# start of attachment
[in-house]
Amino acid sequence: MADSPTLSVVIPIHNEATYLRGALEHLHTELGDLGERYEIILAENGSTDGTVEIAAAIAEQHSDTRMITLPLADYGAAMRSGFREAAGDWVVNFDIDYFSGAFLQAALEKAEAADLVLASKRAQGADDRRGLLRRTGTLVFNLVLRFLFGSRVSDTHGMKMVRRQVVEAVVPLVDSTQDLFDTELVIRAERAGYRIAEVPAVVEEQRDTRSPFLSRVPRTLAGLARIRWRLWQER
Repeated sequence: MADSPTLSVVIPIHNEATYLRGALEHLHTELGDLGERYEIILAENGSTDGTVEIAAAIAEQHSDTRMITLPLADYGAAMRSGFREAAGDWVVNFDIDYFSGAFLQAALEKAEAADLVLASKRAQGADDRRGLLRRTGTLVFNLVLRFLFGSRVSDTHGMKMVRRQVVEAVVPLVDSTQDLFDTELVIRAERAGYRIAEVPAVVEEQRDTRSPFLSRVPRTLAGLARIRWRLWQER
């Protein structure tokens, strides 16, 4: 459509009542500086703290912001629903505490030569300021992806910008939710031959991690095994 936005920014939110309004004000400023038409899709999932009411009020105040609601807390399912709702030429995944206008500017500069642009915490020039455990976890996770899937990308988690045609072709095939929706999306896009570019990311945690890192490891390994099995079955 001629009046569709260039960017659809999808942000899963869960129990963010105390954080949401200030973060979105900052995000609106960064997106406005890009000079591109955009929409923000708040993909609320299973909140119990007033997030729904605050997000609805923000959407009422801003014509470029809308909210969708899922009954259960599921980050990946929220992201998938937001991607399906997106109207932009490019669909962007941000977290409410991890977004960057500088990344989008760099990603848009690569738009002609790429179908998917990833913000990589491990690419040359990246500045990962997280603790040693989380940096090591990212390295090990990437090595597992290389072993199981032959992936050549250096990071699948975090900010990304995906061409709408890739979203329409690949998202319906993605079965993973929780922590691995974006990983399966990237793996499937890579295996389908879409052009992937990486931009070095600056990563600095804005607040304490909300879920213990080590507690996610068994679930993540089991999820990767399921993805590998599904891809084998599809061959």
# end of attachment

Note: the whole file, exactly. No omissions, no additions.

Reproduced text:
[in-house]
Amino acid sequence: MADSPTLSVVIPIHNEATYLRGALEHLHTELGDLGERYEIILAENGSTDGTVEIAAAIAEQHSDTRMITLPLADYGAAMRSGFREAAGDWVVNFDIDYFSGAFLQAALEKAEAADLVLASKRAQGADDRRGLLRRTGTLVFNLVLRFLFGSRVSDTHGMKMVRRQVVEAVVPLVDSTQDLFDTELVIRAERAGYRIAEVPAVVEEQRDTRSPFLSRVPRTLAGLARIRWRLWQER
Repeated sequence: MADSPTLSVVIPIHNEATYLRGALEHLHTELGDLGERYEIILAENGSTDGTVEIAAAIAEQHSDTRMITLPLADYGAAMRSGFREAAGDWVVNFDIDYFSGAFLQAALEKAEAADLVLASKRAQGADDRRGLLRRTGTLVFNLVLRFLFGSRVSDTHGMKMVRRQVVEAVVPLVDSTQDLFDTELVIRAERAGYRIAEVPAVVEEQRDTRSPFLSRVPRTLAGLARIRWRLWQER
């Protein structure tokens, strides 16, 4: 459509009542500086703290912001629903505490030569300021992806910008939710031959991690095994 936005920014939110309004004000400023038409899709999932009411009020105040609601807390399912709702030429995944206008500017500069642009915490020039455990976890996770899937990308988690045609072709095939929706999306896009570019990311945690890192490891390994099995079955 001629009046569709260039960017659809999808942000899963869960129990963010105390954080949401200030973060979105900052995000609106960064997106406005890009000079591109955009929409923000708040993909609320299973909140119990007033997030729904605050997000609805923000959407009422801003014509470029809308909210969708899922009954259960599921980050990946929220992201998938937001991607399906997106109207932009490019669909962007941000977290409410991890977004960057500088990344989008760099990603848009690569738009002609790429179908998917990833913000990589491990690419040359990246500045990962997280603790040693989380940096090591990212390295090990990437090595597992290389072993199981032959992936050549250096990071699948975090900010990304995906061409709408890739979203329409690949998202319906993605079965993973929780922590691995974006990983399966990237793996499937890579295996389908879409052009992937990486931009070095600056990563600095804005607040304490909300879920213990080590507690996610068994679930993540089991999820990767399921993805590998599904891809084998599809061959």